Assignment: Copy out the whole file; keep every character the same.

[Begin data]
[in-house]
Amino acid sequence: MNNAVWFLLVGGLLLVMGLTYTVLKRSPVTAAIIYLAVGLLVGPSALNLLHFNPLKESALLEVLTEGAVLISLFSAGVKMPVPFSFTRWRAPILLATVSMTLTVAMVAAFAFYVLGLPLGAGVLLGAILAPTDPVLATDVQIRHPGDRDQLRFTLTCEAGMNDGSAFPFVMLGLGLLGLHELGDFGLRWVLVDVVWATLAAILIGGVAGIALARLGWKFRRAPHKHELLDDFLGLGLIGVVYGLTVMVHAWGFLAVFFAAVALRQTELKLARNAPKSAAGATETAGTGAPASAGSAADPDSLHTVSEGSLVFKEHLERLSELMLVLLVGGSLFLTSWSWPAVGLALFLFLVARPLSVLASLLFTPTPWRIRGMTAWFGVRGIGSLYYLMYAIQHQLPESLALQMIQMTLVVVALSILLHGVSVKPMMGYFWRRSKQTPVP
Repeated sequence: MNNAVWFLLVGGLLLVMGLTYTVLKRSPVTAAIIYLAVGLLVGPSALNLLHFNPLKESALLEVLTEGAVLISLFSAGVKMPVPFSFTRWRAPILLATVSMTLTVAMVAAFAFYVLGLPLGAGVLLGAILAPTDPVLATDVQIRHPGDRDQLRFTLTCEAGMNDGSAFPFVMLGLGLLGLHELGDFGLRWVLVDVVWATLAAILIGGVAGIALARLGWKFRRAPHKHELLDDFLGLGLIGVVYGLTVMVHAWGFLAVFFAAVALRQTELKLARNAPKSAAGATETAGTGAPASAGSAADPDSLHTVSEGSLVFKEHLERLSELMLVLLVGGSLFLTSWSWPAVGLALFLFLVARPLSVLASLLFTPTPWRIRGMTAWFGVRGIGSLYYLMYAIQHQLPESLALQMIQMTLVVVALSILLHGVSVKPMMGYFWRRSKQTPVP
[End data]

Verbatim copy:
[in-house]
Amino acid sequence: MNNAVWFLLVGGLLLVMGLTYTVLKRSPVTAAIIYLAVGLLVGPSALNLLHFNPLKESALLEVLTEGAVLISLFSAGVKMPVPFSFTRWRAPILLATVSMTLTVAMVAAFAFYVLGLPLGAGVLLGAILAPTDPVLATDVQIRHPGDRDQLRFTLTCEAGMNDGSAFPFVMLGLGLLGLHELGDFGLRWVLVDVVWATLAAILIGGVAGIALARLGWKFRRAPHKHELLDDFLGLGLIGVVYGLTVMVHAWGFLAVFFAAVALRQTELKLARNAPKSAAGATETAGTGAPASAGSAADPDSLHTVSEGSLVFKEHLERLSELMLVLLVGGSLFLTSWSWPAVGLALFLFLVARPLSVLASLLFTPTPWRIRGMTAWFGVRGIGSLYYLMYAIQHQLPESLALQMIQMTLVVVALSILLHGVSVKPMMGYFWRRSKQTPVP
Repeated sequence: MNNAVWFLLVGGLLLVMGLTYTVLKRSPVTAAIIYLAVGLLVGPSALNLLHFNPLKESALLEVLTEGAVLISLFSAGVKMPVPFSFTRWRAPILLATVSMTLTVAMVAAFAFYVLGLPLGAGVLLGAILAPTDPVLATDVQIRHPGDRDQLRFTLTCEAGMNDGSAFPFVMLGLGLLGLHELGDFGLRWVLVDVVWATLAAILIGGVAGIALARLGWKFRRAPHKHELLDDFLGLGLIGVVYGLTVMVHAWGFLAVFFAAVALRQTELKLARNAPKSAAGATETAGTGAPASAGSAADPDSLHTVSEGSLVFKEHLERLSELMLVLLVGGSLFLTSWSWPAVGLALFLFLVARPLSVLASLLFTPTPWRIRGMTAWFGVRGIGSLYYLMYAIQHQLPESLALQMIQMTLVVVALSILLHGVSVKPMMGYFWRRSKQTPVP